Creating a workplace culture that is truly diverse is not about ticking the 'right' boxes, it requires a shift in the way organisations communicate with their staff, HR teams and new recruits.
Workplace diversity isn't about recruiting a bunch of people from different backgrounds. That's just a diversity of faces, and only leads to employees having to work harder to be accepted and fit into the company culture, leading to potential frustration and conflict.
What's needed is support for inclusion and for conversations in the workplace that support inclusion. We need more awareness of each situation - when we need to adapt a conversation to create more safety and self awareness - to recognise what’s happening in us, or what it is about us that could inhibit inclusion/safety in another person.
Thinking about neurodiversity - an acceptance that we all think differently (even if we might look the same from the outside) - is the new frontier for diversity and inclusion and a solid basis for moving forward and getting to the core issues of how people work together.
Neurodiversity...is the new frontier for diversity and inclusion.
In practice that means training and development for staff in 'conversational intelligence’: having conversations in which we are curious about different views, experiences and approaches. Listening reflectively, empathising with different views and creating a sense of safety leads to inclusion. These core skills include: situational awareness, curiosity, reflective listening, empathy and self awareness.
Managers need to take the lead, establishing processes for better conversations that encourage inclusion and role modeling good practice.
1. Collaboration not compliance
Inclusive team-working happens when managers don’t rely on power and control. They don’t use tactics like charisma, authority and promises to motivate people and bolster their own position.
A coaching style, based on two-way conversations, supports the growth of motivation and commitment rather than setting limits based around hierarchy. Fundamentally, managers need to make mature decisions about when they need to use their authority, when it’s time for control and time for collaboration.
Managing open conversations - particularly when they are the kinds of difficult conversations needed to clear the air - are based around core attitudes of honesty, benevolence and courage.
2. Actively look for challenging conversations
It’s not just about avoiding conflict. Challenging conversations are good for business, encouraging new perspectives and innovation. They are also a basis for a better working environment, better self-awareness, more positivity and sense of motivation.
It’s what accepting diversity is all about. Actively decide a conversation is needed - don’t be bounced into it by circumstances or in an emotional way. Plan what you want to accomplish: “what do I need to talk about?”, “what do I really want for myself, for them, for the relationship?”.Find a mutual purpose.
3. Don’t rely on assumptions
Instead of believing your individual experience means you already have the answers, ask exploratory questions and show a meaningful interest in what an employee thinks, believes, fears and wants.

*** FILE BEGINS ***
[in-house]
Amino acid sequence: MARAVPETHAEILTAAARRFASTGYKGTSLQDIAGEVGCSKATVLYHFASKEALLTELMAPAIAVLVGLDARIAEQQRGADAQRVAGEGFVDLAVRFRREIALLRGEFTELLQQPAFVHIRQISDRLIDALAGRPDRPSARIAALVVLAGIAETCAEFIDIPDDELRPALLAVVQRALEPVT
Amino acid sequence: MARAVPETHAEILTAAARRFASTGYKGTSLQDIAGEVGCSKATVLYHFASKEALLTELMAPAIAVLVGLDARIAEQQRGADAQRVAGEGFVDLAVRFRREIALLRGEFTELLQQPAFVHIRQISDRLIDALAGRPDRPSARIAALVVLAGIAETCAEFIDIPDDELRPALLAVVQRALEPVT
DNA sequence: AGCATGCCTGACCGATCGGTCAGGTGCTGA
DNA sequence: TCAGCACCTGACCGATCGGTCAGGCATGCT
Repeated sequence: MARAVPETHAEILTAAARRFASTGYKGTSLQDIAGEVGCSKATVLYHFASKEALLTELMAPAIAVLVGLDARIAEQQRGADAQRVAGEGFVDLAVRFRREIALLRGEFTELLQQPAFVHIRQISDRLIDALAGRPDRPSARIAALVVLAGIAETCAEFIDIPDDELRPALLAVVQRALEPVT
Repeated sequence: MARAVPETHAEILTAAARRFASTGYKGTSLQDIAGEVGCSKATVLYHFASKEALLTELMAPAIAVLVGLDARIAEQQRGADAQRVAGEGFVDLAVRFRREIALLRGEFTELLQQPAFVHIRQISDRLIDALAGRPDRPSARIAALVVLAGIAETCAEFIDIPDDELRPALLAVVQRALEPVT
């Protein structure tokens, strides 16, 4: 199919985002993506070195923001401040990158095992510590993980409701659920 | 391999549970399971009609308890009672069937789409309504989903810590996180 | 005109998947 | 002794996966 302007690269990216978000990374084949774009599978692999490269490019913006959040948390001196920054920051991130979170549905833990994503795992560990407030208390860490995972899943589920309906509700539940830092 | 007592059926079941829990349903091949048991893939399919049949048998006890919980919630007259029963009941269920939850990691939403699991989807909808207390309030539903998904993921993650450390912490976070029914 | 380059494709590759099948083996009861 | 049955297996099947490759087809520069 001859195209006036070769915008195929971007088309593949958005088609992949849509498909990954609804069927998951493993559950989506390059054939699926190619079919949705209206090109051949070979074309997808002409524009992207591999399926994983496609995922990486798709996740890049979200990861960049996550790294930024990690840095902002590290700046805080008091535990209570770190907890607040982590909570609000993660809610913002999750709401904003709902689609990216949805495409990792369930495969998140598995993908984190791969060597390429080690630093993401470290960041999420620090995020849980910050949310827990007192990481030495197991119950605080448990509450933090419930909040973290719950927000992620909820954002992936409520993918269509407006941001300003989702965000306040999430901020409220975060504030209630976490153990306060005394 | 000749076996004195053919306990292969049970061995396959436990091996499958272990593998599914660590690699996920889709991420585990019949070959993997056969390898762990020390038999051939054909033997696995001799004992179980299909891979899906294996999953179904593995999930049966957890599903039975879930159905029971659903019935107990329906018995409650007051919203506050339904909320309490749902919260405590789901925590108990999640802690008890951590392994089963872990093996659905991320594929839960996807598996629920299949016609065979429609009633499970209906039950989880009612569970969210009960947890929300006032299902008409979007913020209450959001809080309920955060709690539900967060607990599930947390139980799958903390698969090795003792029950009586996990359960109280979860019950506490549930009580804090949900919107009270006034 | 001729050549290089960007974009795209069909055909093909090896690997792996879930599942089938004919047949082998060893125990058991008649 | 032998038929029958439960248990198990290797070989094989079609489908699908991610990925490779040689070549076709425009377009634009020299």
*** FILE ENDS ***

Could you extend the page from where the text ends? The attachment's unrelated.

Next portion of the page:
Not only is curiosity a really strong working relationship building tool, it also gives you more information which will help with problem solving.
Recognise your version of events is composed of fact, fiction and assumptions, and try to separate what you know, what you believe, and what you are unsure of, before you open your mouth.
4. Get involved
People in groups mimic the behaviour of other people. If you’re tight-lipped and looking only to protect your position, they’ll do the same. So if there’s a problem, don’t make it just about them.
It’s usually very easy to see how the other person has contributed to the current difficulties – something they said or did. Harder to spot is our own role. Once we give up the belief that the other person is completely responsible, we can start to see how we’ve added to the confusion and miscommunication.
5. Do more of it
Workplace pressures, new routines and use of technology are all acting against the everyday flow of conversations. Businesses want action and efficiency without debate. But conversations only improve through being a natural and regular part of working lives, not as an event - being summoned to a meeting, or into a weekly team slot. Frequent, open and trusting conversations need to be part of the culture, encouraged and supported.
6. Create a ‘clear air’ culture
Rather than limiting or smoothing over differences, it’s important to encourage a grown-up environment where it’s accepted there are going to be differences. That’s what diversity and inclusion is about.
Beyond the soft skills training itself, businesses can support the creation of their own ‘clear air’ culture by putting in place a basic framework: looking at what happens to complaints and performance issues and how they are actually handled - is there a level of consistency and options that helps avoid more formal problems and the potential for resolving matters at the most informal level possible?
About Patrick Moulsdale
Patrick has been working in the field of personal development for more than 25 years. He has trained hundreds of Mediators and is our Head of People Development & Mediation, He specialises in group and senior level facilitation, and co-created Conversational Intelligence, our behavioural and culture change programmes.